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  • 1.
    Blomqvist, Sven
    et al.
    University of Gävle, Faculty of Health and Occupational Studies, Department of Health and Caring Sciences, Sports science.
    Ervasti, Per-Erik
    University of Gävle, Faculty of Health and Occupational Studies, Department of Health and Caring Sciences, Sports science.
    Elcadi, Guilherme H.
    University of Gävle, Faculty of Health and Occupational Studies, Department of Health and Caring Sciences, Sports science.
    Evaluating physical workload by position during match in elite bandy2018In: Journal of Strength and Conditioning Research, ISSN 1064-8011, E-ISSN 1533-4287, Vol. 32, no 9, p. 2616-2622Article in journal (Refereed)
    Abstract [en]

    To improve current understandings of physical Workload (WL) in elite Bandy, ten bandy players were monitored for heart rate (HR) during thirteen matches over one championship season. Participants were divided into five subgroups according to playing position - libero, defender, halves, midfielder and forward. HR measurements were analyzed with two different methods to compute physical WL - (i) percentage of total time spent in different HR zones (HRres) and (ii) WL based on the Edwards method. Also determined was the time spent at HR levels above the lactate threshold (LT). A one-way ANOVA was used for analysis. For WL according to the Edwards method, significant differences (p=0.05) were shown between groups with defenders presenting the highest scores and forwards and liberos the lowest. A significant difference (p=0.05) was found between liberos and halves and the other positions as to how much time they spent in zone 70-80% of HRres. In 91-100% of HRres there was a distinct difference between defenders and the other positions and also forwards differed significantly from liberos, defenders and halves (p=0.05). The libero spent only one percent of the time over the LT, whereas the midfielder spent about 27% of the time over the LT. Overall, defenders showed the greatest WL during a match and liberos the lowest. The practical implications of these findings can help coaches and trainers design training methods specific to each position as well as individualized training sessions for each player in elite bandy.

  • 2.
    Elcadi, Guilherme H.
    et al.
    University of Gävle, Faculty of Health and Occupational Studies, Department of Health and Caring Sciences, Sports science.
    Tsaklis, Panagiotis
    Alexander Technological Institute of Thessaloniki, Thessaloniki, Greece.
    Blomqvist, Sven
    University of Gävle, Faculty of Health and Occupational Studies, Department of Health and Caring Sciences, Sports science.
    Ervasti, Per-Erik
    University of Gävle, Faculty of Health and Occupational Studies, Department of Health and Caring Sciences, Sports science.
    W. Söderström, Mikael
    University of Gävle, Faculty of Health and Occupational Studies, Department of Health and Caring Sciences, Sports science.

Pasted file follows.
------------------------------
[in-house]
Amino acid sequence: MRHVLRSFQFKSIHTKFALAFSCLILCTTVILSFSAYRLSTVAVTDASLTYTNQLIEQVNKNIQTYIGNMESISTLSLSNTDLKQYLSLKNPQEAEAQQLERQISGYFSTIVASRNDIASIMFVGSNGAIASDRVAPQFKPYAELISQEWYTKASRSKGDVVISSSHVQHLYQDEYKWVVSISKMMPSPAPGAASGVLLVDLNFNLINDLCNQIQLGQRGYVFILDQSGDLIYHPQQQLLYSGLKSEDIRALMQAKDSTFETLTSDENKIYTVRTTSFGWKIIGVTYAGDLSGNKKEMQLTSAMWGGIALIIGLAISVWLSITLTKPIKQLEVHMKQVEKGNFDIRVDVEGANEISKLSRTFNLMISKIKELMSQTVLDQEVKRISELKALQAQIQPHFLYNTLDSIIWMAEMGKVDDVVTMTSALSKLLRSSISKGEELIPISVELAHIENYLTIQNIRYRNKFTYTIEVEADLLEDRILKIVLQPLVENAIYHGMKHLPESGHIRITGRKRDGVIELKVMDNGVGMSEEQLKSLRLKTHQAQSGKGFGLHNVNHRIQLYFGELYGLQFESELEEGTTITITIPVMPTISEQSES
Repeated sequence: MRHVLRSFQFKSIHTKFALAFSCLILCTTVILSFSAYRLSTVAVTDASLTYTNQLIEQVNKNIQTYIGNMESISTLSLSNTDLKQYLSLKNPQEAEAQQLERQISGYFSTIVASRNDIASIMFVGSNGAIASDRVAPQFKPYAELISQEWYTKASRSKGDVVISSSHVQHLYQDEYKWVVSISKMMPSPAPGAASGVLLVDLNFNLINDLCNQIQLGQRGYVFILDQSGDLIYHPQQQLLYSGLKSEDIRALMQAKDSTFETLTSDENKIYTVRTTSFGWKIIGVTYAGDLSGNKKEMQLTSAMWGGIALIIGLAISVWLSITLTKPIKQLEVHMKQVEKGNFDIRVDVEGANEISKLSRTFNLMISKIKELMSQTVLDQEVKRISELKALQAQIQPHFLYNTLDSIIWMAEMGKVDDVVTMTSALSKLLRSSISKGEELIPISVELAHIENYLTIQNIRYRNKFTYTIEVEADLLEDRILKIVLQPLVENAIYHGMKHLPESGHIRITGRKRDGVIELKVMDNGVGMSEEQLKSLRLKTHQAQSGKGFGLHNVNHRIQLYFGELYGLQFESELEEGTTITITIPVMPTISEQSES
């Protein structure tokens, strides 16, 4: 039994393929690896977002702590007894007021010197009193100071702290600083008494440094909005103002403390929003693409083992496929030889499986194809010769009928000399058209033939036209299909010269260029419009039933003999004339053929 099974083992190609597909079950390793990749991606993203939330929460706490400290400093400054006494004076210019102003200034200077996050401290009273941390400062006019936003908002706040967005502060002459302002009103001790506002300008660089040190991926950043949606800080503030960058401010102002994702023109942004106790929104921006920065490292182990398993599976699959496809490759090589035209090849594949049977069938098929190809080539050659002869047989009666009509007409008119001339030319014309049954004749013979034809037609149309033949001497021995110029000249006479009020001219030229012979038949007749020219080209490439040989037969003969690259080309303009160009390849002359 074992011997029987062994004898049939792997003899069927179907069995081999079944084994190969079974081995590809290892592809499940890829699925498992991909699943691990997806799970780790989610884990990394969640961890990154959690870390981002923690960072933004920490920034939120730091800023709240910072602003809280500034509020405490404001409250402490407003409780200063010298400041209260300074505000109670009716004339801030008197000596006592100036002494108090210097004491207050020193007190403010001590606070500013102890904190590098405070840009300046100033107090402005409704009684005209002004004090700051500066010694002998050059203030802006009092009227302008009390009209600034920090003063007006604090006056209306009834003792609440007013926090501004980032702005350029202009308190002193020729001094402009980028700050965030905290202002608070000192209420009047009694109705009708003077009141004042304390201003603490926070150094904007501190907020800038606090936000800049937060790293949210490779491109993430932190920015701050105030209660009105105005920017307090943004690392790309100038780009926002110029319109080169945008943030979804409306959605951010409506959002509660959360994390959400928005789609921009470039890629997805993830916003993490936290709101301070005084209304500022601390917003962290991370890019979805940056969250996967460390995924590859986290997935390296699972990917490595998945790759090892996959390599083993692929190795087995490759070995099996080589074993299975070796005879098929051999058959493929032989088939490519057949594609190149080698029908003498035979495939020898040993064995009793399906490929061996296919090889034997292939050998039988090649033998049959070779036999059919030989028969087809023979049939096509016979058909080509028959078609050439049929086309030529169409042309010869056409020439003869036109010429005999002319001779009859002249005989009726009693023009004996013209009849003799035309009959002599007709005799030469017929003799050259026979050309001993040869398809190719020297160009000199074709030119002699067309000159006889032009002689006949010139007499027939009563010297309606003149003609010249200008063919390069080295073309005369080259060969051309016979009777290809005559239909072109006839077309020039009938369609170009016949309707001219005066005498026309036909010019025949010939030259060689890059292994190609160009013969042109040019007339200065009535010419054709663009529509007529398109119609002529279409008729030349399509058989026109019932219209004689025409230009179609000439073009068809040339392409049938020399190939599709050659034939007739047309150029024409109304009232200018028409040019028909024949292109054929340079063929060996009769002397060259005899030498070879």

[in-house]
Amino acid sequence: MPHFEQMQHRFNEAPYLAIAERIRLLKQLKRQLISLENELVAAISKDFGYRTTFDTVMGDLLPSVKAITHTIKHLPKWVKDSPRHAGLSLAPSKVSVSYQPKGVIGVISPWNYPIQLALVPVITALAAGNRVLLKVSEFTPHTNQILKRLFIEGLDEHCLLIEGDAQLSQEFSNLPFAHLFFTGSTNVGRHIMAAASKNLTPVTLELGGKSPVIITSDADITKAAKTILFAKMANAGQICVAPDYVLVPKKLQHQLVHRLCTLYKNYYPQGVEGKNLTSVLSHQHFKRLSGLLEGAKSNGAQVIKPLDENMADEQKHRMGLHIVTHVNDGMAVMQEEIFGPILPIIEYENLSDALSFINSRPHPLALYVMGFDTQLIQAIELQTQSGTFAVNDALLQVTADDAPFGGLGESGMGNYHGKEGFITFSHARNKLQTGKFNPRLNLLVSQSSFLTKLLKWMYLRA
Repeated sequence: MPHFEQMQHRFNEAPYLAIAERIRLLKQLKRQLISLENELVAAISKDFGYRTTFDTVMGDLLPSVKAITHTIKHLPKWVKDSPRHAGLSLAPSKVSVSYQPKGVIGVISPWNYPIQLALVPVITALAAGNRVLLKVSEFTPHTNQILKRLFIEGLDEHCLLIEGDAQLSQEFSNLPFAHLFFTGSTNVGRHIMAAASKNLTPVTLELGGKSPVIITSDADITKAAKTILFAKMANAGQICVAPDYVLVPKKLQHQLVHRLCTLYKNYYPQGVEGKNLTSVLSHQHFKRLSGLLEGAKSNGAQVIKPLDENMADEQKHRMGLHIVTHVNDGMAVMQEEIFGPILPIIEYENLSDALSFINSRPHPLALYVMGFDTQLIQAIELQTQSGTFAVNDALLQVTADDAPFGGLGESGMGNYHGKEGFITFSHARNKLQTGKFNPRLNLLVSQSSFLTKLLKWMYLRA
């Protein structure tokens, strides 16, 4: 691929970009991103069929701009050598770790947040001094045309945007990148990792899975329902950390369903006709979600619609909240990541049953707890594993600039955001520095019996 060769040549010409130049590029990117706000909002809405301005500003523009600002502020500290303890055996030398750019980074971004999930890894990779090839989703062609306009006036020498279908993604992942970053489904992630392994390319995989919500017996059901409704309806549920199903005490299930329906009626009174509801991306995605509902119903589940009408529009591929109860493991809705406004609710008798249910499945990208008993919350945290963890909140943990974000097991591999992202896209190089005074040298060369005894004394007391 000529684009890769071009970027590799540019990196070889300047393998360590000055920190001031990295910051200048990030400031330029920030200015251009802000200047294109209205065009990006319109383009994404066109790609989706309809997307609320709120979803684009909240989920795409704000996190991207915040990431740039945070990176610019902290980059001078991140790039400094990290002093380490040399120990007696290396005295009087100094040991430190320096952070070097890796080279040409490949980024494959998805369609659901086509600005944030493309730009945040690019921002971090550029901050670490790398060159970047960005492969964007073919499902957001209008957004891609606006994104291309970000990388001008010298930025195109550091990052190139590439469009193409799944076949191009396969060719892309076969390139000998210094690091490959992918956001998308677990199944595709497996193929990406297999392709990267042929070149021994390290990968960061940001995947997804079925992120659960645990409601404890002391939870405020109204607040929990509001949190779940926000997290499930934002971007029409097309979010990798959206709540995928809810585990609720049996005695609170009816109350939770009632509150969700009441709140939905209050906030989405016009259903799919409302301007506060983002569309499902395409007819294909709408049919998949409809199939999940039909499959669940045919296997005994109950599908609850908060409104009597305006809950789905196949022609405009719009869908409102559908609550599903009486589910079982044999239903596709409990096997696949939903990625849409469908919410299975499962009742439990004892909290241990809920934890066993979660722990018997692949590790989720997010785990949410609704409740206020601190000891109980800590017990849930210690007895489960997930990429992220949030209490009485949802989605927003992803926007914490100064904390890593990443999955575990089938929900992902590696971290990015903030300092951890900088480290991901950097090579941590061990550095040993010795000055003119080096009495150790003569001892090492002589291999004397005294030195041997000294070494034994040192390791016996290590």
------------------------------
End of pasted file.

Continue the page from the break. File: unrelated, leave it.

Forsman, Mikael
    Karolinska Institute, Stockholm, Sweden.
    Richter, Hans
    University of Gävle, Faculty of Health and Occupational Studies, Department of Occupational and Public Health Sciences, Occupational health science. University of Gävle, Centre for Musculoskeletal Research.
    A Strong Correlation Between Dorsolateral Prefrontal Cortex And Vastus Lateralis Activity During Running To Fatigue2016In: Medicine and science in sports and exercise, ISSN 0195-9131, Vol. 48, no 5, p. 854-854Article in journal (Refereed)
    Abstract [en]

    Fatigue is a phenomenon of pronounced importance in sports. Recently, there is strong evidence of interplay between the prefrontal cortex and motor output during fatiguing contractions. The dorsolateral prefrontal cortex (DLPC) due to its large involvement in cognitive and motor activities is believed to be involved but this requires physiological clarification. AIM: We investigated the relationship between DLPC activity - responses in oxyhemoglobin (HbO2) and total hemoglobin (HbT) measured by near-infrared spectroscopy (NIRS), and the vastus lateralis muscle (VL) activity - quantified as root-mean-square (RMS) of the EMG signal, during a fatigue protocol.

    METHODS: Four male runners (32±12 yrs) with probes for NIRS over the DLPC and EMG over the VL performed a track running test at a constant speed to fatigue (exhaustion). The running speed was individually determined as the average speed of a 1200-m time trial performed ~3 days prior to testing. For NIRS changes in μmole/L of HbO2 and HbT were computed. The VL EMG-RMS of the contraction of each step was normalized as a percent of a submaximal reference contraction (%RMS), thus removing the non-activity between steps. Data of 10s epochs at 20, 40, 60, 80 and 100% of time for each lap were averaged for analyses. Regression analyses performed with HbO2 and with HbT as dependent variables and %RMS as the independent variable.

    RESULTS: Over time there was an increase in HbO2 and HbT in the DLPC, and in VL-%RMS. Both HbO2 and HbT correlated strongly with EMG-RMS during running to fatigue (see figures below); p<0.001 for both.

    CONCLUSION: The strong relationship between DLPC and VL activities during running to fatigue suggests the involvement of the DLPC in the central processing of fatigue.

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